Short Story: Unnoticed

by Tilly Goldman

My name is Elizabeth Smith. If you’re reading this you probably already know what happened. Maybe you don’t. But this is what happened. What really actually happened.

It all started on Monday 19th September 1988.There was nothing unusual about the hospital. It was just like any old hospital. Of course we’ve all been to one sometime in the past.

It was quiet and blank, with only the occasional squeak of a trolley or hum of a machine. Oxygen bags hung onto frames next to sleeping patients. Wires and tubes pumping strange fluids into arms.

My Mother, lying limp in her death bed. My Father, sitting next to her, holding her hand and weeping. My Grandparents, nowhere to be seen.

Me trying to decide what to do next.

I pulled back the grey-blue curtain. I took a step to stand at the end of the bed.

My farther didn’t stir at all as I moved around the bed. His black eyes contrasted his red rimmed eyes. He kept muttering over and over, ‘not again. Not again.’ I had no idea what he meant at the time.

The rings on the curtain pole scraped. He looked up. A doctor stood there. Worry lines creased his forehead. Pity filled his eyes as he glanced from my father to me. He ran a hand through his badger-like hair. My father didn’t move his eyes from the doctor.

I had nowhere to go. But I was hungry; really hungry. So I headed to the cafĂ© in the hospital. I took my place in the queue behind a rather large woman in a black strappy top. I couldn’t help cringing!

As I approached the counter I glanced at the cakes and spied the hugest chocolate cake in all of human history. It was soooo mine! But the woman behind the counter didn’t look at me at all. She just looked straight past to the man behind me. I didn’t really understand why, but I was used to being ignored. By everyone. I didn’t bother trying to get her attention. It wouldn’t work. I’d already tried.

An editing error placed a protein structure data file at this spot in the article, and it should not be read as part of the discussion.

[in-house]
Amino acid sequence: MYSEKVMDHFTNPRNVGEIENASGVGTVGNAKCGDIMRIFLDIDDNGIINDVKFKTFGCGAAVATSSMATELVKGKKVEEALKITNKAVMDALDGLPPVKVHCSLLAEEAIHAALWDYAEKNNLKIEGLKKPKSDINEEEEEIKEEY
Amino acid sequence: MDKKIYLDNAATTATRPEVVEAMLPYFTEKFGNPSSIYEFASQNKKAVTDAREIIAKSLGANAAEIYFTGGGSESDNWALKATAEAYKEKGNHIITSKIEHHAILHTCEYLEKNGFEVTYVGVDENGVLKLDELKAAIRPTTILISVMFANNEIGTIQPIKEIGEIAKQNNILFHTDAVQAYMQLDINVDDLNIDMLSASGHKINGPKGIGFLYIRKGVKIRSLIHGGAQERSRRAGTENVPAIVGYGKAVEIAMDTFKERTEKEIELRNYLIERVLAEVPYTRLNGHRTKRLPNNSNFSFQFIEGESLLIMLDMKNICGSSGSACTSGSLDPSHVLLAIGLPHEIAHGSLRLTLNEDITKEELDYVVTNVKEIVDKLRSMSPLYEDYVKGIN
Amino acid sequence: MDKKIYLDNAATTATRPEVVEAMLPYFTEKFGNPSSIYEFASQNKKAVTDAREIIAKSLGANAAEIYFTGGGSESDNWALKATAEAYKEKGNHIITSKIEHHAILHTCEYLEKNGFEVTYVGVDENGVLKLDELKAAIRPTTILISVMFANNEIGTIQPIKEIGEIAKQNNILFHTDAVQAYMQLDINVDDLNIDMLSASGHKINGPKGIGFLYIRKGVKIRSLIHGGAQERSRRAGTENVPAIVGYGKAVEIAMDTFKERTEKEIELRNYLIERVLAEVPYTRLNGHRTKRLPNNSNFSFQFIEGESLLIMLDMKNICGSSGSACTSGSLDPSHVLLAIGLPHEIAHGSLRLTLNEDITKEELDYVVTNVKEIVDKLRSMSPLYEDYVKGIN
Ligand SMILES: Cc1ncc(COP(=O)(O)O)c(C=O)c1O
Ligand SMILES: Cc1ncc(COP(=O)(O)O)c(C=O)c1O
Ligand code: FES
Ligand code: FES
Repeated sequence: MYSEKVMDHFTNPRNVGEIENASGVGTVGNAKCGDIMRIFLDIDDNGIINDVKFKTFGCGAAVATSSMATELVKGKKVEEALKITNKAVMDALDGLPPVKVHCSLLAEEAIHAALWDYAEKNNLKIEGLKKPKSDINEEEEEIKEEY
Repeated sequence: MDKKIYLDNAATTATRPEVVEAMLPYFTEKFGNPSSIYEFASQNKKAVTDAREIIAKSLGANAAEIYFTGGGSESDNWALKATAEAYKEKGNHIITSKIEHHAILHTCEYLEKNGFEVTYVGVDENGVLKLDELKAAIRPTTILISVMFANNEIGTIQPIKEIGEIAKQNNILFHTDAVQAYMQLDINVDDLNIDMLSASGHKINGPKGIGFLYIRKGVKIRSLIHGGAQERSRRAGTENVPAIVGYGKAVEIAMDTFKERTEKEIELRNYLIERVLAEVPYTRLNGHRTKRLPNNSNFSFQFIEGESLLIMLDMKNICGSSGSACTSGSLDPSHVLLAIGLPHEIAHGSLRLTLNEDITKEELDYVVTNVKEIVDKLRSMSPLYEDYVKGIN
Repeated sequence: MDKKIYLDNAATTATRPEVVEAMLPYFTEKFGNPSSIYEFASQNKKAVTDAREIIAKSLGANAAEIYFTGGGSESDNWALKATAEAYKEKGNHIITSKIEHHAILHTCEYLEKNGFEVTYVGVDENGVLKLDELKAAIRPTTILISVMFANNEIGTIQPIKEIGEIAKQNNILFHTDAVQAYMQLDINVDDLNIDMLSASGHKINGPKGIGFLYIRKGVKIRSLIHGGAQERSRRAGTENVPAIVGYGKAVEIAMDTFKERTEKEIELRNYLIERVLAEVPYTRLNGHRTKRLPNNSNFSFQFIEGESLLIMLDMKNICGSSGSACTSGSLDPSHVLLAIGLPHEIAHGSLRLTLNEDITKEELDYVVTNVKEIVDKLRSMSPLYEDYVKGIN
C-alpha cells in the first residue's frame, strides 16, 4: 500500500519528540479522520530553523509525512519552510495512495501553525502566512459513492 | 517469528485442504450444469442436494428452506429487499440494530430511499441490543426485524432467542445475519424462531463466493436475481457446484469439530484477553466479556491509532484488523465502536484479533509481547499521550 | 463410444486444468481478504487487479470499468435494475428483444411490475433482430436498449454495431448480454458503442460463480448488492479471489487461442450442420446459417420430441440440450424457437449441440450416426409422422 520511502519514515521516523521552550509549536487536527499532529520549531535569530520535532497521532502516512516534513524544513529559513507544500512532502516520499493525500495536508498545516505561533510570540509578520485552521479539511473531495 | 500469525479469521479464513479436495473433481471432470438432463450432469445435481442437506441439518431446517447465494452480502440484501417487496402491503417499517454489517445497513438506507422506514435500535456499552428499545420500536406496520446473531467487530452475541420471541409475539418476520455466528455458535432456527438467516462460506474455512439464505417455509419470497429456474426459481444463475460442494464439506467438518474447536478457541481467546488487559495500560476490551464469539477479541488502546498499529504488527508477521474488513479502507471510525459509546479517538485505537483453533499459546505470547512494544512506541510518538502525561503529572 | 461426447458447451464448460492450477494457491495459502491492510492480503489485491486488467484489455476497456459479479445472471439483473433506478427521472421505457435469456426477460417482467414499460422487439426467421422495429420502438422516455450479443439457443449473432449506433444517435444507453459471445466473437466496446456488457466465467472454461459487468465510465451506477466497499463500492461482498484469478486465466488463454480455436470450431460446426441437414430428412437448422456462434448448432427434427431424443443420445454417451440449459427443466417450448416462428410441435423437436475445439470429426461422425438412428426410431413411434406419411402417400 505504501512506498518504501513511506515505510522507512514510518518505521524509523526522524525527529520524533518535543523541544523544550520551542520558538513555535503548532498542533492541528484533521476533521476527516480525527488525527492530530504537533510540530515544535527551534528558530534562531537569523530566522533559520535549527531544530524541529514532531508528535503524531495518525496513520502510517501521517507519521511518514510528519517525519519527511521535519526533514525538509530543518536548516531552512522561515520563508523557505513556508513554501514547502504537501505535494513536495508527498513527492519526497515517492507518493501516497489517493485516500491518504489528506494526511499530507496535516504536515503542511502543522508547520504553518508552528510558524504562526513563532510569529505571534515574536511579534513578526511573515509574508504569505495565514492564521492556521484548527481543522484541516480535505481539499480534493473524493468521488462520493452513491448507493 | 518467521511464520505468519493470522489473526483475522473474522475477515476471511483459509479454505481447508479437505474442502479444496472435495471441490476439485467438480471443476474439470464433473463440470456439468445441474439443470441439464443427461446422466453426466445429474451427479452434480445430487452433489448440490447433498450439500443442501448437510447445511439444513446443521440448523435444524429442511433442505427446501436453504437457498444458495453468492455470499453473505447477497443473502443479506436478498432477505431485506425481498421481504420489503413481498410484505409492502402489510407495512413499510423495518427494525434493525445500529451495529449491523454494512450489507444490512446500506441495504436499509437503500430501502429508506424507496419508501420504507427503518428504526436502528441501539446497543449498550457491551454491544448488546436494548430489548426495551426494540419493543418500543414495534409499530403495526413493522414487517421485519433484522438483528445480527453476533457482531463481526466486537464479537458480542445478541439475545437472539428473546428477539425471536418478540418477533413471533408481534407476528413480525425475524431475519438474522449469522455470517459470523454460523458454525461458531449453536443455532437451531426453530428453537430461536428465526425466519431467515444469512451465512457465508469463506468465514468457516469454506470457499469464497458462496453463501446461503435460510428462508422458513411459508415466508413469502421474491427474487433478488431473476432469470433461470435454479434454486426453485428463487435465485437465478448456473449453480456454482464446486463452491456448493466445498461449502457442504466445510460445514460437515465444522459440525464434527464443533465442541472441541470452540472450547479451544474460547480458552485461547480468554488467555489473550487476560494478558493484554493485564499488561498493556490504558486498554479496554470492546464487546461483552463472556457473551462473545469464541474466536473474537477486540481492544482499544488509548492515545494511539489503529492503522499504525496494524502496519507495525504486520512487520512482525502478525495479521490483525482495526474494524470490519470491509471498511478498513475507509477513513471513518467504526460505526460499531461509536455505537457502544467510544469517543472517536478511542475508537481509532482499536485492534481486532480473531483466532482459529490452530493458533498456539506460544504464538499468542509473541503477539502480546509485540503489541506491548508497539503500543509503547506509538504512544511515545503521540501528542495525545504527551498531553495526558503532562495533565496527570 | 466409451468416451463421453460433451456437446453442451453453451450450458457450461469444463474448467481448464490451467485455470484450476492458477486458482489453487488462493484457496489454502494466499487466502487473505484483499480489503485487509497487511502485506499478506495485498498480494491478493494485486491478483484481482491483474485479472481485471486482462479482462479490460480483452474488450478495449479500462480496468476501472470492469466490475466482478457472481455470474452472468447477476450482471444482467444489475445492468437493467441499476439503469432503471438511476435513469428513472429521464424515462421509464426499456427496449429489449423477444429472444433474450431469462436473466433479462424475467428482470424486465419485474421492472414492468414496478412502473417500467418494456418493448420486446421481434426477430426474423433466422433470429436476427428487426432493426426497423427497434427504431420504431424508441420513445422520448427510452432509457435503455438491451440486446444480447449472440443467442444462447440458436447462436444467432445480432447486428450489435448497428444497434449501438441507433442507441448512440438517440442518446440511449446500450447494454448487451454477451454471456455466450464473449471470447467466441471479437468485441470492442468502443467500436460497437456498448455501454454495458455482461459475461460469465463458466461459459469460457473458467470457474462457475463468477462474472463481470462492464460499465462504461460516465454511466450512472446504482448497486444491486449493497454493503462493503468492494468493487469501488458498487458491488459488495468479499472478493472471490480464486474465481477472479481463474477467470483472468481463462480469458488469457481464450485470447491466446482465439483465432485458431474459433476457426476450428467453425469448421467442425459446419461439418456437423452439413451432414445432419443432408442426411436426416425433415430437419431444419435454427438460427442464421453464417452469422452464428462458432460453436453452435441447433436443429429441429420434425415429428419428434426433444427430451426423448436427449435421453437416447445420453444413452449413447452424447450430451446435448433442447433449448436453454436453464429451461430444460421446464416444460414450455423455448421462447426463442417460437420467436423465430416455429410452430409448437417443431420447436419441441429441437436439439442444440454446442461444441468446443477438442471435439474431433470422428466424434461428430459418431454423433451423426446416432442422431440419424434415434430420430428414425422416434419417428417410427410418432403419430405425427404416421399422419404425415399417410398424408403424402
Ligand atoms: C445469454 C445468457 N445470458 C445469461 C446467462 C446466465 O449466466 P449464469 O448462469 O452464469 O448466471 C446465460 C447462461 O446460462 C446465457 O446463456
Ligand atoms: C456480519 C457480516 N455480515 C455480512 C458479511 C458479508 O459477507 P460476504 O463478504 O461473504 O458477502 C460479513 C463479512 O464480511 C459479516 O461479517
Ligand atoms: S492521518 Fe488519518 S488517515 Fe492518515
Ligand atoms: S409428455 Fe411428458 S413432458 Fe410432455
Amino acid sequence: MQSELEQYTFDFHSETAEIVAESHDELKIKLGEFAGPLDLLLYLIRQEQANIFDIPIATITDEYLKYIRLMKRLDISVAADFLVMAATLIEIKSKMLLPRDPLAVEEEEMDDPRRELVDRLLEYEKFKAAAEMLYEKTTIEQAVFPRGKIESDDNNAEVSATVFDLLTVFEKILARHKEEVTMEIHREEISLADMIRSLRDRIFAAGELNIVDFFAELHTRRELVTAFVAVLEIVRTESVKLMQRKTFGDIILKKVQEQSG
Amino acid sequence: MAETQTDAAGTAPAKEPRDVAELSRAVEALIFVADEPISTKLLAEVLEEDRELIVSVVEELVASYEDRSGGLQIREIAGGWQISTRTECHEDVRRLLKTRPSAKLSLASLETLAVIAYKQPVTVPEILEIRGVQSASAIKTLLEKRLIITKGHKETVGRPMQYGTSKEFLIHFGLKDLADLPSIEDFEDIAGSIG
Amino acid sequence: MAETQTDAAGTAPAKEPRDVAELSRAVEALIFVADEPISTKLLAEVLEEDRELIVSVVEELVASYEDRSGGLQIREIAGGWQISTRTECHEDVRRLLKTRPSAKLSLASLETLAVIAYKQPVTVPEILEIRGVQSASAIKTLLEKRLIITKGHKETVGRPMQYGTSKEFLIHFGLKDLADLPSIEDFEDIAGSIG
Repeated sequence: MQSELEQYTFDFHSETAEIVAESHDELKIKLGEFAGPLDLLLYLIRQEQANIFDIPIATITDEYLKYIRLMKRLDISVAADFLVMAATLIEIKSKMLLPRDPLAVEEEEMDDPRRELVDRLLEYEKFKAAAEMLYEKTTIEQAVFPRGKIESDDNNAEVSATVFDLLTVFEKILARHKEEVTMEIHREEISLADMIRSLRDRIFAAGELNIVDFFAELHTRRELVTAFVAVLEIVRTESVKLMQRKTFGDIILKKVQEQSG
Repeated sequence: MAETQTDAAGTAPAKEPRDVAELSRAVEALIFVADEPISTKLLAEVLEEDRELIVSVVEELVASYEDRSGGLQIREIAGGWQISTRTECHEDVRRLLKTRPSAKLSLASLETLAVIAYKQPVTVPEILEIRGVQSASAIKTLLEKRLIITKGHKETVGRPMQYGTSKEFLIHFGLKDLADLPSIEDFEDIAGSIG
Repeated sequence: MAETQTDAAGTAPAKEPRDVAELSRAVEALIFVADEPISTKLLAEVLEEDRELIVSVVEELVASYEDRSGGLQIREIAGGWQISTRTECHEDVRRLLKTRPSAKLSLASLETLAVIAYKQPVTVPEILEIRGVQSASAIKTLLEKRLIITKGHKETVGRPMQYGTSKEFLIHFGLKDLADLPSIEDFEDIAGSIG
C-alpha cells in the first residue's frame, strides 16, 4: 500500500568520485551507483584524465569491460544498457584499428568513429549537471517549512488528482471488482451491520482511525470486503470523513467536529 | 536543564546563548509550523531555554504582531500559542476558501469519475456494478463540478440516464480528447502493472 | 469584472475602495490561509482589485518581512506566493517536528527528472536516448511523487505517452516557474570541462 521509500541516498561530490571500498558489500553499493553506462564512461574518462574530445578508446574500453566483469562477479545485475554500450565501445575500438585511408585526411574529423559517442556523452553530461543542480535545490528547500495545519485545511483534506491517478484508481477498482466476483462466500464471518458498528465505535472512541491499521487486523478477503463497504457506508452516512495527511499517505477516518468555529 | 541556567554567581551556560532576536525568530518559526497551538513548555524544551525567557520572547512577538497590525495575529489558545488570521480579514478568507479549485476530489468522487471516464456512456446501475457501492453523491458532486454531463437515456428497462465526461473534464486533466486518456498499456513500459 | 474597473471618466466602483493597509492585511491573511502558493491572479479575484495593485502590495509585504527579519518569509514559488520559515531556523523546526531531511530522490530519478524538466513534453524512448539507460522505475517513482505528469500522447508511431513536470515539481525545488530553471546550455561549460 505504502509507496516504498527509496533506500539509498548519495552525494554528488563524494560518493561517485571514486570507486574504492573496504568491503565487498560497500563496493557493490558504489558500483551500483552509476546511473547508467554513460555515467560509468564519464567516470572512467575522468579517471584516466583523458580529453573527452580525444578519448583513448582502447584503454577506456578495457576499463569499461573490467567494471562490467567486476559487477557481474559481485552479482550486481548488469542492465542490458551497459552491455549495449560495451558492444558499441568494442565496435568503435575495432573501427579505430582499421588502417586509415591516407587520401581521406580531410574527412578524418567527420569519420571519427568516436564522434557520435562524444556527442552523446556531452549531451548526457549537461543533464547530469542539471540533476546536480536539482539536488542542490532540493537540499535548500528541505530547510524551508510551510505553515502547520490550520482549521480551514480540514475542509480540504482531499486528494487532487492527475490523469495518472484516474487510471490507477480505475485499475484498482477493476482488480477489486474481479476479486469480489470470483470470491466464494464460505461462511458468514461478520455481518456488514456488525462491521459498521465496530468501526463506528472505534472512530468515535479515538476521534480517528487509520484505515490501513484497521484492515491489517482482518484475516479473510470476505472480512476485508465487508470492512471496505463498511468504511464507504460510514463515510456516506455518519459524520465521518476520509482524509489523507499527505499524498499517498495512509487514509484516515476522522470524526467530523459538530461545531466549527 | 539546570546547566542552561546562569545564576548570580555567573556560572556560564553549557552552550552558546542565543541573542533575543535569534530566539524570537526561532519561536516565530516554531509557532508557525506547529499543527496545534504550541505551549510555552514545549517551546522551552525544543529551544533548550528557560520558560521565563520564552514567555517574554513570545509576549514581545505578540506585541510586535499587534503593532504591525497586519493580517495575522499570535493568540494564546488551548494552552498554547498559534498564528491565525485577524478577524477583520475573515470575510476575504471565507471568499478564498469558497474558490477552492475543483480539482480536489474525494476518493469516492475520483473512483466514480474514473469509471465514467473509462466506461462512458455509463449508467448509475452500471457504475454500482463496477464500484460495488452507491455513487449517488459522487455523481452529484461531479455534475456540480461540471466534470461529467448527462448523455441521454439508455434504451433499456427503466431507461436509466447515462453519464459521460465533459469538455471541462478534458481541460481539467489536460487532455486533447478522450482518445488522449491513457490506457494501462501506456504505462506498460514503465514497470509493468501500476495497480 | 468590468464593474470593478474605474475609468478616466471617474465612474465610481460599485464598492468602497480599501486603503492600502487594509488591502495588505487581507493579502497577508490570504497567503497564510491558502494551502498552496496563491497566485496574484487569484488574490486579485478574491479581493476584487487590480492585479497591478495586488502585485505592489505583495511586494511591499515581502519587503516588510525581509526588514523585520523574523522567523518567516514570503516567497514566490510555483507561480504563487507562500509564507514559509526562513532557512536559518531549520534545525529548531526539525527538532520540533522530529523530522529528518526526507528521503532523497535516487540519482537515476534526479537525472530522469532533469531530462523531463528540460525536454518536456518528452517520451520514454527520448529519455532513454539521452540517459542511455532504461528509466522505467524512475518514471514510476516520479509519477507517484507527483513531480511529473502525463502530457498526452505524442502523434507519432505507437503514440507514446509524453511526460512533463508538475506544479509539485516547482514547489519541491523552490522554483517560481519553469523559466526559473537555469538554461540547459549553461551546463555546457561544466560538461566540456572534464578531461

So I left the counter and went to sit in. it had been such a long time the corner of the room. I wondered what the doctor was telling my father. The doctor…he was the first person to notice me since, well I’m not sure. It had been such a long time. It was weird; he had looked at me as if he known me somehow. And the pity in his eyes hadn’t seemed like it was for my mother.

No one spared me a passing glance as I stood silently up from the table. Or as I walked down the white corridors. Or as, I pulled back the grey-blue curtain.

I gasped and stumbled back. My mother wasn’t there.

It was my father.

His hair was starch white and thinning. His skin was pale and crumpled. And his heart machine was nearly flat.

No one noticed me as I wept and screamed. Not as they bustled in and out adjusting tubes and wires. Not as they checked the machines that crowded around the bed. Not as they…

The doctor with the badger-like hair stood staring at me. He hadn’t changed since I saw him an hour or so ago. The worry on his face made me cry harder. I didn’t understand!

How had this happened? What had happened? Where was I going?

I was running. Sprinting down the familiar white corridors. I didn’t know where to. I just kept running.

My father. MY Father! He…he was dying. Just like my mother.

I slow to a brisk walk.

Everywhere is different. It should be different. But everywhere isn’t different like it should be.

As I walk everything speeds up. People changing, buildings growing, colours mixing, houses crumbling, my world spinning upside down.

My eyes start to focus on my surroundings as the tears dry. I was in a graveyard. Standing in front of a grave stone. My eyes were still a little cloudy, so I can just make out ‘RIP’ and ‘loving daughter 1976-1987’ engraved on the stone. This girl had died the year before my mother went into hospital.

Then I froze.

The world started turning, blood pumped in my ears, my hands shook, my knees trembled and gave in, leaving me in the damp uncut grass. I read the name inscribed on the gravestone,

‘Elizabeth Smith.’

The loose ends of my world started to tie together, why I had moved times from my mother’s death bed to my fathers. Why my father had been saying ‘Not again. Not again’ over my mother. Why I had never been noticed, except by the… the doctor with the badger-like hair stood at the entrance to the graveyard a few feet away.

He must be a ghost too.

He took my hand, and we walked out of the graveyard.


Together as ghosts.


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